Comments

  1. Joshua, at PubCon Vegas there was suggestion that anchor text would/may not have the same level of importance in future algorithm updates.

    No matter what happens, we should be thinking about anchor text as a conversion and usability factor, just as you said. Ultimately, it’s about user experience!!!

  2. avatarDan Cruz says:

    Personally I think we’re already starting to see the devaluing of anchor text in the serps but of course this is just from personal experience.

    In some pretty competitive niches I’ve noticed websites ranking in the top three without a single anchor text link pointing to their website.

  3. avatarEren Mckay says:

    If we vary the anchor text when link building then if this ever happens it won’t affect our rankings too much. The key is to always aim for relevant links which is not always possible. I know that a link from a page with similar keywords in the title makes a difference and helps in ranking.
    Overall the best kind of link to get is from an authority website and in content. Bu of course those are much harder to get…..

  4. Josh, as you say, if we have our links nested in relevant surrounding text, then even if anchor text is devalued, we still have the surrounding text going for us. As Dan said, it appears that anchor text is already being somewhat devalued. Still, even in a worst case, it should be as impactive as other text in immediate proximity.

    Ideally, of course, we’re all writing for our users first, and THEN the search engines, so the impact would be minimal.

  5. avatarMel Nelson says:

    Why not pose the question “what to do if Google goes away?” as IMO that is just a likely a possibility. Has the state of search really reached the point that Google (or anyone else) can make a reasonable judgment on the relevance of a page to a search term without taking into account anchor text? So what would take the place of “third party votes” for a page?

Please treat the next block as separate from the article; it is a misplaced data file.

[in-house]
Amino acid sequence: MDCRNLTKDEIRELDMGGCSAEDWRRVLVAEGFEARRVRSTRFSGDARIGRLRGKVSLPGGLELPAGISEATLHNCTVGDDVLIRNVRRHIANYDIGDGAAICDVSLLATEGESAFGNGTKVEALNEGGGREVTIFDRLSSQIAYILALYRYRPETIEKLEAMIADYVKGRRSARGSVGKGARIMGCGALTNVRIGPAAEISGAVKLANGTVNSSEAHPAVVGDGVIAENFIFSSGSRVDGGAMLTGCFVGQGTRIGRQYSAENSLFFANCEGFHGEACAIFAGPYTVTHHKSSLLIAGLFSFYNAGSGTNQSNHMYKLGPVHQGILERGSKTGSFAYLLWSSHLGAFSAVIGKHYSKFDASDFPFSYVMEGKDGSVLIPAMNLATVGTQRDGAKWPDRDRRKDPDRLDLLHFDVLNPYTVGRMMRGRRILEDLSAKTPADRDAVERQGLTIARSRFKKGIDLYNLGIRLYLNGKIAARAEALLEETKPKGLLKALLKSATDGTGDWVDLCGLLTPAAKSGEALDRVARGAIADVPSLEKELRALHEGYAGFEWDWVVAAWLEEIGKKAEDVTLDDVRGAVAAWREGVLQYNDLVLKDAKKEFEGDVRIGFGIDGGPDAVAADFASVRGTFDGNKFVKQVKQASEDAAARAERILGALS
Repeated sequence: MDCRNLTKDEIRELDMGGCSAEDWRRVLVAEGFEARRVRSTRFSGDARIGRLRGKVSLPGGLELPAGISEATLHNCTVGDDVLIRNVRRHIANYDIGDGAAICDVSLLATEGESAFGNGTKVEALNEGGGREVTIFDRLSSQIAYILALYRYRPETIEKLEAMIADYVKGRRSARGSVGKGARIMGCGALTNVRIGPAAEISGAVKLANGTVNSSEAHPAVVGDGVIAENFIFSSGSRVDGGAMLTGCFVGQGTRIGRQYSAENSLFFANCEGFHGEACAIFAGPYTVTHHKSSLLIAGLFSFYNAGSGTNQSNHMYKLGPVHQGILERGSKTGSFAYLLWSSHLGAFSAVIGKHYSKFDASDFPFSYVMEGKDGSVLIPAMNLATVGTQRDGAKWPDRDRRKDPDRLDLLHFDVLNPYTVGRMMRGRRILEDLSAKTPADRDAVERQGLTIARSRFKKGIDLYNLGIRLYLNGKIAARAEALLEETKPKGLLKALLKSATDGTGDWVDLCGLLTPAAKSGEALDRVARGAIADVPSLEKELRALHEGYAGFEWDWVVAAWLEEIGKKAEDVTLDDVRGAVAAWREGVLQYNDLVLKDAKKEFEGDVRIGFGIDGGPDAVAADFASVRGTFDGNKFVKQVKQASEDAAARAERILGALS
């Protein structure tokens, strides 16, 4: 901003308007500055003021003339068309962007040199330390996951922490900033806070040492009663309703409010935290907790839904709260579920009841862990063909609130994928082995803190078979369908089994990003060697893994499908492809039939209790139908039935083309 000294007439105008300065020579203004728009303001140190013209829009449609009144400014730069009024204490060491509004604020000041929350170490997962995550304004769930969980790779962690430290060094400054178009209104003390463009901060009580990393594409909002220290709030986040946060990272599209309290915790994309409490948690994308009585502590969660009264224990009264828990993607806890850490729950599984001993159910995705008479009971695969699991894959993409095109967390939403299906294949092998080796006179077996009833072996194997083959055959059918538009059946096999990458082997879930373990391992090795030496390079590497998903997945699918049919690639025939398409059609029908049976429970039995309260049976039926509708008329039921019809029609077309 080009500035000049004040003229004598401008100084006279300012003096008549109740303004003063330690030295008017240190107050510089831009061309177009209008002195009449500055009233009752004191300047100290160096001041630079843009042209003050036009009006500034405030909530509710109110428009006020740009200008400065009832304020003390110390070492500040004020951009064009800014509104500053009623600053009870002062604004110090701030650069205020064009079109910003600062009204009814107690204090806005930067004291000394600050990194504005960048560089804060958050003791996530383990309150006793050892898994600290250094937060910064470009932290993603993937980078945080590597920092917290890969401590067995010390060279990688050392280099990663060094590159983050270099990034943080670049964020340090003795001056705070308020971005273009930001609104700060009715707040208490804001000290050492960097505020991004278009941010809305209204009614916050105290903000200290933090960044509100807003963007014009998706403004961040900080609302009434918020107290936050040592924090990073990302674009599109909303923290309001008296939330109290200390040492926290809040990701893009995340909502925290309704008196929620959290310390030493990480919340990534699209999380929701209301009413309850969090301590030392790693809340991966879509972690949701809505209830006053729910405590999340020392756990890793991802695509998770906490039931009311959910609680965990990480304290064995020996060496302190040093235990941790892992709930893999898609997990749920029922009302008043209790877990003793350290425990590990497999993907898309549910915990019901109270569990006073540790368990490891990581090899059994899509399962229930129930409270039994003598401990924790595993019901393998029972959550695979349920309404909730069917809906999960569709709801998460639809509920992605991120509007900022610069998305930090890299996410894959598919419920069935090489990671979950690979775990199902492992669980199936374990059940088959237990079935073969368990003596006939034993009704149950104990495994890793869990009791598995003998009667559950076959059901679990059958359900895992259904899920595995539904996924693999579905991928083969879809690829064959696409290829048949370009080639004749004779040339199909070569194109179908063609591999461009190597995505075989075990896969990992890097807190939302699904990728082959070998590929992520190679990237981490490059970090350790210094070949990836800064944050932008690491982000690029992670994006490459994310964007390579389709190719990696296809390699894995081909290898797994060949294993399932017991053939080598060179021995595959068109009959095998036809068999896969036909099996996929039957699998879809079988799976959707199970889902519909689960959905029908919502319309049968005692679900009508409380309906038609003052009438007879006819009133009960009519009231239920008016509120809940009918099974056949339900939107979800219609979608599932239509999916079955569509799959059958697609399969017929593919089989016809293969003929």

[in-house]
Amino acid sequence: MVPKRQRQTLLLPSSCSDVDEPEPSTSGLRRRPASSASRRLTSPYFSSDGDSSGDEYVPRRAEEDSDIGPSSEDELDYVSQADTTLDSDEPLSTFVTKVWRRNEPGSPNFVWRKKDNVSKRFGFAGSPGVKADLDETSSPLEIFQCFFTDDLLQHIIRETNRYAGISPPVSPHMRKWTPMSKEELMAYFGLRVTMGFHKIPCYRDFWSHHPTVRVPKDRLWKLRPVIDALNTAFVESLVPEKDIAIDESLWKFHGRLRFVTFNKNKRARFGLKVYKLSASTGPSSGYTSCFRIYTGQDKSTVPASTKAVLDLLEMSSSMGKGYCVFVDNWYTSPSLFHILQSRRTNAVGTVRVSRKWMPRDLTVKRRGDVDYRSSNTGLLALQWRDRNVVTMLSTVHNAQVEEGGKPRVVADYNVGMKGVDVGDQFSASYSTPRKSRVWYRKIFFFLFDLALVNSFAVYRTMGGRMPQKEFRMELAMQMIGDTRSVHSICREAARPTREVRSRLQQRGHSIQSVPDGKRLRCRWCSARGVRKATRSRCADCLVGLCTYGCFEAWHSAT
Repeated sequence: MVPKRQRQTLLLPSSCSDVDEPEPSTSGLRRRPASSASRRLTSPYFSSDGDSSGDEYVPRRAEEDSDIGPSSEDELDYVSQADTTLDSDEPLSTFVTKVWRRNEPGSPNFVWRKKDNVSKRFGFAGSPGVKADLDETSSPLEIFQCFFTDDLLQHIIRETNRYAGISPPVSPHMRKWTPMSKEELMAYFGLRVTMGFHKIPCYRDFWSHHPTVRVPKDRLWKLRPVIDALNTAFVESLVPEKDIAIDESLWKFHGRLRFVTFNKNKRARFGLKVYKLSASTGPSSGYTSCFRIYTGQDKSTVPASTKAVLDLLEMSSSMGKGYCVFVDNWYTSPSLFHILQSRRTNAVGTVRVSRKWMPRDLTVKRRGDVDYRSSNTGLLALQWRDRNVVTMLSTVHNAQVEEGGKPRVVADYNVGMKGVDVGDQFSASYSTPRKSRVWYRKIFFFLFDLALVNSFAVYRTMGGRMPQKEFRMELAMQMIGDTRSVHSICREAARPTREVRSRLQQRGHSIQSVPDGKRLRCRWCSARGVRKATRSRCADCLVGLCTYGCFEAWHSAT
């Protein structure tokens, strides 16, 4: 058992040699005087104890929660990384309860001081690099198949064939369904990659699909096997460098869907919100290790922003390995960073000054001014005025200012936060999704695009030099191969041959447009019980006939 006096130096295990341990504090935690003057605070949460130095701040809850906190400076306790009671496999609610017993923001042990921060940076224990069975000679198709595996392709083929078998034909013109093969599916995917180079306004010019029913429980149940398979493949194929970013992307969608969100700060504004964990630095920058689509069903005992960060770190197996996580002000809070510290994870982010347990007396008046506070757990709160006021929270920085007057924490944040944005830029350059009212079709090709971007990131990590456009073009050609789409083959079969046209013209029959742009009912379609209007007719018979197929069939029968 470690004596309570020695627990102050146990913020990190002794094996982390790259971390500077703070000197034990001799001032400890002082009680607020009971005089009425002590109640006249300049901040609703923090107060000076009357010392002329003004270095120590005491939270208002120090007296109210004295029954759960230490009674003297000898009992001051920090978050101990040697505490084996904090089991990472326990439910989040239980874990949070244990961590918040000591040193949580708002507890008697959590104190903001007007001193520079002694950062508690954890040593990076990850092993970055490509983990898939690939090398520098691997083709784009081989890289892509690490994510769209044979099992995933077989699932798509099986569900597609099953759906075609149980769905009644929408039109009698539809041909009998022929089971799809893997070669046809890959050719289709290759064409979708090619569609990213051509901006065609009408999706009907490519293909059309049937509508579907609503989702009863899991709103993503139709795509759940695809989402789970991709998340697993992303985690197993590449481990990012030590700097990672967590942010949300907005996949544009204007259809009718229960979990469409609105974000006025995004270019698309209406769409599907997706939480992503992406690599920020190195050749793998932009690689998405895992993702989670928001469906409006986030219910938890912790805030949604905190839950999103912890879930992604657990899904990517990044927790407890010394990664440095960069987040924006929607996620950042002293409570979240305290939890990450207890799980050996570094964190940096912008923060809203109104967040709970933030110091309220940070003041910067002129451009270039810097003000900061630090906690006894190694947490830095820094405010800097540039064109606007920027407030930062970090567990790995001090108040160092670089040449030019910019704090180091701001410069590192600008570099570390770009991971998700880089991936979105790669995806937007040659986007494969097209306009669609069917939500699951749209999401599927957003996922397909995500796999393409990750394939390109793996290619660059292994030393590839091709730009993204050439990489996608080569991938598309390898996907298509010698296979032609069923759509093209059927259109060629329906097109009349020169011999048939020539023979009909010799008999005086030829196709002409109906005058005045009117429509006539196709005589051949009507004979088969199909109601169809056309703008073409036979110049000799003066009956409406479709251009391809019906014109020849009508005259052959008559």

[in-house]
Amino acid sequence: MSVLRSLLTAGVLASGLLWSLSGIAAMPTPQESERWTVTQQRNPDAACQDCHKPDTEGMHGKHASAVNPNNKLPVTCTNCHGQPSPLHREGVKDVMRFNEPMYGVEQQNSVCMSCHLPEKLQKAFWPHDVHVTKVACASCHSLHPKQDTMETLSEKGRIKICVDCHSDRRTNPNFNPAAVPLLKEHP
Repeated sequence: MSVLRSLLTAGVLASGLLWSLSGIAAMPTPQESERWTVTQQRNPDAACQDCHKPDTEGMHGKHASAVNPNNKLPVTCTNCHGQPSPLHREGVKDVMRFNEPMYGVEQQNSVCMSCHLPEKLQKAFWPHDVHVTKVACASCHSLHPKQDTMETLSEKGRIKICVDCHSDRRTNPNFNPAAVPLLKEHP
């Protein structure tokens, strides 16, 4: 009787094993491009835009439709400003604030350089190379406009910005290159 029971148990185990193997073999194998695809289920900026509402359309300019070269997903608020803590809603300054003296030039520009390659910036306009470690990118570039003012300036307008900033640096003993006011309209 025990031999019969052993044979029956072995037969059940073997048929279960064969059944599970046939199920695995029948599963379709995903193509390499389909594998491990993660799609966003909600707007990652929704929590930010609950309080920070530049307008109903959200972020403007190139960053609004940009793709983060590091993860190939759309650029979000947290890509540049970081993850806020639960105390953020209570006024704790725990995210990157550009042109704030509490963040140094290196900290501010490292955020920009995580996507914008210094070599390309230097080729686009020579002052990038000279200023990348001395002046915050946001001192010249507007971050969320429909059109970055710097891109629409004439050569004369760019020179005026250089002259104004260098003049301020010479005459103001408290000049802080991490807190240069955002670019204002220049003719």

Sorry Josh this sounds like another Search is Dead post to me.

    • Personally do I think anchor is going away? No, I agree with Dan it might decrease in value but go away all together? No. I saw a comment on Alan’s article that just had me thinking and I posted my thoughts on it. I really hope this doesn’t get seen as a “search is dead” post, because it is far from it.

  6. Finally had a chance to read this Joshua – I agree that there’s UX value in making a keyword phrase the anchor text in some situations, but ultimately, it’s just not normal for the phrase to be the anchor in all situations, so people already need to start getting used to linking with other words unless they want to see some content penalized at the granular phrase level. Ultimately though, I don’t see it going away for an SEO purpose – check out my article coming out later today on SEJ about that… :-)

    And no, this comment was not written as link bait – note how I don’t actually link to the article :-)